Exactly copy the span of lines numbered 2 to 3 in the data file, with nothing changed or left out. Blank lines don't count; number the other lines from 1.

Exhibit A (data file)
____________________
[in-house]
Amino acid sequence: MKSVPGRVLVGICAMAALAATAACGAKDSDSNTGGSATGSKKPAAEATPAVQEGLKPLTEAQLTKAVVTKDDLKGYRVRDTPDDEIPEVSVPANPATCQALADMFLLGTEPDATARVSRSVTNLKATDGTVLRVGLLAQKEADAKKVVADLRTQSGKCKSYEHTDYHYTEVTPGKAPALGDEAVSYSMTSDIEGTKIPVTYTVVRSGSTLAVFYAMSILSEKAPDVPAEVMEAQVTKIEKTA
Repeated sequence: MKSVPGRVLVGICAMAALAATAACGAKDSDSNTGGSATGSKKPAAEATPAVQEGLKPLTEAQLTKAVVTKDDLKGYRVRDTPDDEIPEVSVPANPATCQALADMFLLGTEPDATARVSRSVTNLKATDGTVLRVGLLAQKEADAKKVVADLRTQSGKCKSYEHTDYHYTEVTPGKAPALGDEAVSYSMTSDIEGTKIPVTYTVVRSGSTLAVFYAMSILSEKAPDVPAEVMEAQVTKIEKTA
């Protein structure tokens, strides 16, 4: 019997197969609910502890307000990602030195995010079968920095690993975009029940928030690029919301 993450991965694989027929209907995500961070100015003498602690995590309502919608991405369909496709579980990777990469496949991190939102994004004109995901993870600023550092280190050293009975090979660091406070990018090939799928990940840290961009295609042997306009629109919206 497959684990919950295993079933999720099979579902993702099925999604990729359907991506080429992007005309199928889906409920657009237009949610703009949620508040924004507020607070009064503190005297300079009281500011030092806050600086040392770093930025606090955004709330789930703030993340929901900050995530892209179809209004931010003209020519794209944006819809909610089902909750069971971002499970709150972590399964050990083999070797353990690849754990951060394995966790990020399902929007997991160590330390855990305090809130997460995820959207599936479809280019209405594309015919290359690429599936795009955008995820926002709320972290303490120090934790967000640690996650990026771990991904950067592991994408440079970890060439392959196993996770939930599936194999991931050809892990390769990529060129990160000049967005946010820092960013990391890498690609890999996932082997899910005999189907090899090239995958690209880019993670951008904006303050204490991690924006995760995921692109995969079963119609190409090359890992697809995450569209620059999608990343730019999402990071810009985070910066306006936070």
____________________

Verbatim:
Amino acid sequence: MKSVPGRVLVGICAMAALAATAACGAKDSDSNTGGSATGSKKPAAEATPAVQEGLKPLTEAQLTKAVVTKDDLKGYRVRDTPDDEIPEVSVPANPATCQALADMFLLGTEPDATARVSRSVTNLKATDGTVLRVGLLAQKEADAKKVVADLRTQSGKCKSYEHTDYHYTEVTPGKAPALGDEAVSYSMTSDIEGTKIPVTYTVVRSGSTLAVFYAMSILSEKAPDVPAEVMEAQVTKIEKTA
Repeated sequence: MKSVPGRVLVGICAMAALAATAACGAKDSDSNTGGSATGSKKPAAEATPAVQEGLKPLTEAQLTKAVVTKDDLKGYRVRDTPDDEIPEVSVPANPATCQALADMFLLGTEPDATARVSRSVTNLKATDGTVLRVGLLAQKEADAKKVVADLRTQSGKCKSYEHTDYHYTEVTPGKAPALGDEAVSYSMTSDIEGTKIPVTYTVVRSGSTLAVFYAMSILSEKAPDVPAEVMEAQVTKIEKTA